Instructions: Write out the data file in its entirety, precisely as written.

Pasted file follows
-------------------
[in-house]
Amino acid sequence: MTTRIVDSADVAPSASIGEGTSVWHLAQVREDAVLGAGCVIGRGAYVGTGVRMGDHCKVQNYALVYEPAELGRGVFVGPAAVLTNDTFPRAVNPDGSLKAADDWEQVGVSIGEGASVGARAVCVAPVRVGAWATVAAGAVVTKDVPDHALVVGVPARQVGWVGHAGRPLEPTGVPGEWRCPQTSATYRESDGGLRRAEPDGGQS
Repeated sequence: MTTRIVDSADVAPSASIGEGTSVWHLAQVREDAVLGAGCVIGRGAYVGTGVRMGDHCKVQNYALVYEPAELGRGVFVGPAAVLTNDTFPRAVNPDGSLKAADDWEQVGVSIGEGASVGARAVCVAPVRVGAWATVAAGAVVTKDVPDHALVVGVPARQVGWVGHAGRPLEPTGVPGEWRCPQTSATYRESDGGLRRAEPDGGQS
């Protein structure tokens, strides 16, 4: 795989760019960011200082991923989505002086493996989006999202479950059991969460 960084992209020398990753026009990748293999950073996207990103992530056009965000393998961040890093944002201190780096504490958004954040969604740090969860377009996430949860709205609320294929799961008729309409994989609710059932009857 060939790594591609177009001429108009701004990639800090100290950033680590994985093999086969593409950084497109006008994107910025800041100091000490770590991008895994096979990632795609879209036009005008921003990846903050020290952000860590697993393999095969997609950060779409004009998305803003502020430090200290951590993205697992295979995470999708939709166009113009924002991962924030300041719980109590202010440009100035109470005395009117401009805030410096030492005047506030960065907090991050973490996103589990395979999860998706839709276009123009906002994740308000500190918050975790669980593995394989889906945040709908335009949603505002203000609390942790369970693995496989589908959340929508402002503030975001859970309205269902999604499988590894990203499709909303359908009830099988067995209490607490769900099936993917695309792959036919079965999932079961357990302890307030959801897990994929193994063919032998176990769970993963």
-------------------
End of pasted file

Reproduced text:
[in-house]
Amino acid sequence: MTTRIVDSADVAPSASIGEGTSVWHLAQVREDAVLGAGCVIGRGAYVGTGVRMGDHCKVQNYALVYEPAELGRGVFVGPAAVLTNDTFPRAVNPDGSLKAADDWEQVGVSIGEGASVGARAVCVAPVRVGAWATVAAGAVVTKDVPDHALVVGVPARQVGWVGHAGRPLEPTGVPGEWRCPQTSATYRESDGGLRRAEPDGGQS
Repeated sequence: MTTRIVDSADVAPSASIGEGTSVWHLAQVREDAVLGAGCVIGRGAYVGTGVRMGDHCKVQNYALVYEPAELGRGVFVGPAAVLTNDTFPRAVNPDGSLKAADDWEQVGVSIGEGASVGARAVCVAPVRVGAWATVAAGAVVTKDVPDHALVVGVPARQVGWVGHAGRPLEPTGVPGEWRCPQTSATYRESDGGLRRAEPDGGQS
């Protein structure tokens, strides 16, 4: 795989760019960011200082991923989505002086493996989006999202479950059991969460 960084992209020398990753026009990748293999950073996207990103992530056009965000393998961040890093944002201190780096504490958004954040969604740090969860377009996430949860709205609320294929799961008729309409994989609710059932009857 060939790594591609177009001429108009701004990639800090100290950033680590994985093999086969593409950084497109006008994107910025800041100091000490770590991008895994096979990632795609879209036009005008921003990846903050020290952000860590697993393999095969997609950060779409004009998305803003502020430090200290951590993205697992295979995470999708939709166009113009924002991962924030300041719980109590202010440009100035109470005395009117401009805030410096030492005047506030960065907090991050973490996103589990395979999860998706839709276009123009906002994740308000500190918050975790669980593995394989889906945040709908335009949603505002203000609390942790369970693995496989589908959340929508402002503030975001859970309205269902999604499988590894990203499709909303359908009830099988067995209490607490769900099936993917695309792959036919079965999932079961357990302890307030959801897990994929193994063919032998176990769970993963």